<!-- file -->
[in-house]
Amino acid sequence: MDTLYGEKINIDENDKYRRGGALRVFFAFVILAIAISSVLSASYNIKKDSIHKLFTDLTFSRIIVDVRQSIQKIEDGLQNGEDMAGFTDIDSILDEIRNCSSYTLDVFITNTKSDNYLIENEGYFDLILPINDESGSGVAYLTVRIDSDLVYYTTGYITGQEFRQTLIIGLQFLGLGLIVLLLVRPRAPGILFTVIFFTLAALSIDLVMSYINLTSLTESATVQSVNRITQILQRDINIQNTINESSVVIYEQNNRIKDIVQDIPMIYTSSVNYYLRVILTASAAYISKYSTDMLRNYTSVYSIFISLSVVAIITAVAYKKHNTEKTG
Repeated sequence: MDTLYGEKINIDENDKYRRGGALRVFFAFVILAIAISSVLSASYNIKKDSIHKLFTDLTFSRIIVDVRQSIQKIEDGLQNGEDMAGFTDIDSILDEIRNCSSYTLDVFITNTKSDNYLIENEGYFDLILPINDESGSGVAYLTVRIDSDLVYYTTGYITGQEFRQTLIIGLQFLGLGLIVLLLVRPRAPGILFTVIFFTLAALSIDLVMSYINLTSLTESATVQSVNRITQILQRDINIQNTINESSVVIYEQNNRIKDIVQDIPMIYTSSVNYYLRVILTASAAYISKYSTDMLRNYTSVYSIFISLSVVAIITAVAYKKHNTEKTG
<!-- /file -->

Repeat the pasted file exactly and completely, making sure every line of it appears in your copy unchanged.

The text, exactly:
[in-house]
Amino acid sequence: MDTLYGEKINIDENDKYRRGGALRVFFAFVILAIAISSVLSASYNIKKDSIHKLFTDLTFSRIIVDVRQSIQKIEDGLQNGEDMAGFTDIDSILDEIRNCSSYTLDVFITNTKSDNYLIENEGYFDLILPINDESGSGVAYLTVRIDSDLVYYTTGYITGQEFRQTLIIGLQFLGLGLIVLLLVRPRAPGILFTVIFFTLAALSIDLVMSYINLTSLTESATVQSVNRITQILQRDINIQNTINESSVVIYEQNNRIKDIVQDIPMIYTSSVNYYLRVILTASAAYISKYSTDMLRNYTSVYSIFISLSVVAIITAVAYKKHNTEKTG
Repeated sequence: MDTLYGEKINIDENDKYRRGGALRVFFAFVILAIAISSVLSASYNIKKDSIHKLFTDLTFSRIIVDVRQSIQKIEDGLQNGEDMAGFTDIDSILDEIRNCSSYTLDVFITNTKSDNYLIENEGYFDLILPINDESGSGVAYLTVRIDSDLVYYTTGYITGQEFRQTLIIGLQFLGLGLIVLLLVRPRAPGILFTVIFFTLAALSIDLVMSYINLTSLTESATVQSVNRITQILQRDINIQNTINESSVVIYEQNNRIKDIVQDIPMIYTSSVNYYLRVILTASAAYISKYSTDMLRNYTSVYSIFISLSVVAIITAVAYKKHNTEKTG